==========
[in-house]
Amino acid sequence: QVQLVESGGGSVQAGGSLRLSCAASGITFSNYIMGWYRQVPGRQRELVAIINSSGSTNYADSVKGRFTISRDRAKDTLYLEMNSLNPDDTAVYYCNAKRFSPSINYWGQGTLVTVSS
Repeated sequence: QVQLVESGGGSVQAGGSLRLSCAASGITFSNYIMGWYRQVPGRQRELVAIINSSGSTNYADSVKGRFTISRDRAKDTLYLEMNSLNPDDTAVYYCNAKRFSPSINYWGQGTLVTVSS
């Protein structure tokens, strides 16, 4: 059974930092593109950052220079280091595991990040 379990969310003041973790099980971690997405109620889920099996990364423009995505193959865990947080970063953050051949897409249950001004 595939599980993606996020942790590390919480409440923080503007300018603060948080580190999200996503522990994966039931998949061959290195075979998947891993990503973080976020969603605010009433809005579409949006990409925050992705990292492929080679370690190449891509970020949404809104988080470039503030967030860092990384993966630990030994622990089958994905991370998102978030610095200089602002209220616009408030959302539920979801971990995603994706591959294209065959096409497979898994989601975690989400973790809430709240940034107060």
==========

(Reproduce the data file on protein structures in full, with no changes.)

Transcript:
[in-house]
Amino acid sequence: QVQLVESGGGSVQAGGSLRLSCAASGITFSNYIMGWYRQVPGRQRELVAIINSSGSTNYADSVKGRFTISRDRAKDTLYLEMNSLNPDDTAVYYCNAKRFSPSINYWGQGTLVTVSS
Repeated sequence: QVQLVESGGGSVQAGGSLRLSCAASGITFSNYIMGWYRQVPGRQRELVAIINSSGSTNYADSVKGRFTISRDRAKDTLYLEMNSLNPDDTAVYYCNAKRFSPSINYWGQGTLVTVSS
């Protein structure tokens, strides 16, 4: 059974930092593109950052220079280091595991990040 379990969310003041973790099980971690997405109620889920099996990364423009995505193959865990947080970063953050051949897409249950001004 595939599980993606996020942790590390919480409440923080503007300018603060948080580190999200996503522990994966039931998949061959290195075979998947891993990503973080976020969603605010009433809005579409949006990409925050992705990292492929080679370690190449891509970020949404809104988080470039503030967030860092990384993966630990030994622990089958994905991370998102978030610095200089602002209220616009408030959302539920979801971990995603994706591959294209065959096409497979898994989601975690989400973790809430709240940034107060």